Running used to be a simple endeavor. All you needed was a shirt, shorts and shoes. Now, it’s far more complicated. We are a nation of accessorizers, even in our exercise. We carry water bottles, music players, phones and activity trackers. And although we use them to make our runs easier, here’s the bad news: They could be slowing us down.
To understand why an MP3 player or a water bottle might hinder your progress, a brief lesson in biomechanics is in order. Your upper body plays a critical role when you run. (That’s why the bad guys never get far when they escape from police custody in handcuffs.) Both the arms and the torso come into play, helping the legs lift the body and working together to create a smooth stride.
Good running form starts in the hands. They should be relaxed and comfortable. If you’re holding something, you’ll create tension and imbalance in your upper body. No matter the object — a water bottle, an iPod, a set of keys — holding something alters your form and makes you exert more energy. And the more effort you expend, the faster you’ll tire.
To see how this happens, pretend to grip a bottle and move your arms as you would while running. Even without the bottle, your forearm muscles contract. Or try running with your fists clenched. That tension in your hands creeps to your forearms, then your upper arms. This makes shoulder rotation more difficult, which inhibits your leg drive. To become more relaxed, hold a saltine cracker between your thumb and forefinger, and try not to break it while running. It’s easy to see how even an empty water bottle or an iPod could have a detrimental effect on your gait.
On a physiological level, when you run, your blood gets redistributed to the areas of your body that need it. As your hand and forearm muscles contract, blood flow to those places increases. But as you power up that hill, your blood has better places to be — like your legs. To the casual runner, this diverted blood flow means a less enjoyable run (or a more painful one).
The bigger problem, however, is that these objects make your form asymmetrical. Jonathan Cane, founder of City Coach Multisport in New York City and co-author of “The Complete Idiot’s Guide to Weight Training,” says he can always spot people holding something. “These people have what I call ‘iPod arms.’ One arm moves less than the other.” When one arm has less motion than the other, one stride will be shorter than the other, hence the asymmetry. “People always underestimate the role of arms in running,” says Cane, who has been training endurance athletes for two decades. “What happens above the waist impacts what happens below. A poor stride is often the result of minimal shoulder flexibility.”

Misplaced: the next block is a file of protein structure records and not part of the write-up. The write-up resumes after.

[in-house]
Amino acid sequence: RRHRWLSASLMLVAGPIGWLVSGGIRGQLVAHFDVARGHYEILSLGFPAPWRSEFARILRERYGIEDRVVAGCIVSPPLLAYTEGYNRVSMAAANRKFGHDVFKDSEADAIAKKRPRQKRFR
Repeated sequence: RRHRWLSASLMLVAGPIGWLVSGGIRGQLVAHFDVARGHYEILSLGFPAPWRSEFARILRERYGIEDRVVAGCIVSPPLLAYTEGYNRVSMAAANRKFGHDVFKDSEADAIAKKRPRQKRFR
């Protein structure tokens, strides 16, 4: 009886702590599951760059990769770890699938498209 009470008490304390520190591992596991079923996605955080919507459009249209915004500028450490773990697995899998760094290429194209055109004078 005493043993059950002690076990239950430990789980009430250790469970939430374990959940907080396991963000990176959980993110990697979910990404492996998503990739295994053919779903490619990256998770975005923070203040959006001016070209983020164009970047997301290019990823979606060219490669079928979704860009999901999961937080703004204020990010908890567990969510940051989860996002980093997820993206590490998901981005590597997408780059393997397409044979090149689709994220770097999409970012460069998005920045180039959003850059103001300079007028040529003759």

Form imbalance is not only inefficient, it could lead to injury. When your arms are unbalanced — that is, when you hold something in one hand but not the other — everything about your form is unbalanced. You might end up putting more stress than usual on a muscle group. Or you might stress one side more than the other. This might not seem like a big deal, but multiply that one stride by the thousands you take over the course of a run, and it adds up. One side of your body might fatigue sooner than the other, and this fatigue and muscle imbalance could lead to injury in the long term.
A good, efficient running form, then, starts with proper distribution of weight across your body. “Mass distribution is one of the most important elements when it comes to biomechanics. The closer the object is to your torso, the less effect it will have on your form,” says James Smoliga, associate professor of physiology at High Point University in North Carolina. That’s the problem with your hands: They are far from your torso. The lower any mass is distributed down your arm, the more impact it will have. This is why an iPod strapped to your upper arm won’t affect form as much as an iPod in your hand.
Smoliga, a former collegiate runner who researches the effects of biomechanics and the neuromuscular system on endurance sports, says that the farther from your body you carry an object, the more force your muscles will need to generate to carry it. Translation: It will tire you out faster. A three-pound weight strapped to your waist might slow you a little, but strap that weight to your shoes or your hands and you’re a sloth. Although the ideal amount of excess weight during exercise would be zero, Smoliga says that if you run with water, make sure it’s as close to the body as possible, like the hydration systems that you strap to your waist or the center of your back. Still, he cautions, any excess weight will alter your biomechanics, especially over a long run.
But here’s some good news: You most likely don’t even need water on your run. Although hydration is important, there’s a good chance you’re probably already hydrated before you start running. There are exceptions, of course, depending on the length and intensity of your run or training session. But if you stay hydrated throughout the day, you shouldn’t need that water bottle in the first place. The level at which we perceive thirst is still a safe one unless you’re competing. “The average healthy person can probably exercise for an hour without worrying about fluid replacement,” Smoliga says. “That slight feeling of thirst is not a major factor when you’re out on a training run, so long as you can readily rehydrate soon after.”
Still worried about dehydration? Here’s how to tell whether you need to carry water: Assuming you start off hydrated, weigh yourself before and after your run. A difference of more than 2 percent means carrying water is a good idea in the future — just not in your hands. You can also take steps to minimize dehydration by starting your run hydrated, staying in the shade as much as possible, going out during the cooler parts of the day and wearing breathable clothing. As long as the clothing is light, of course.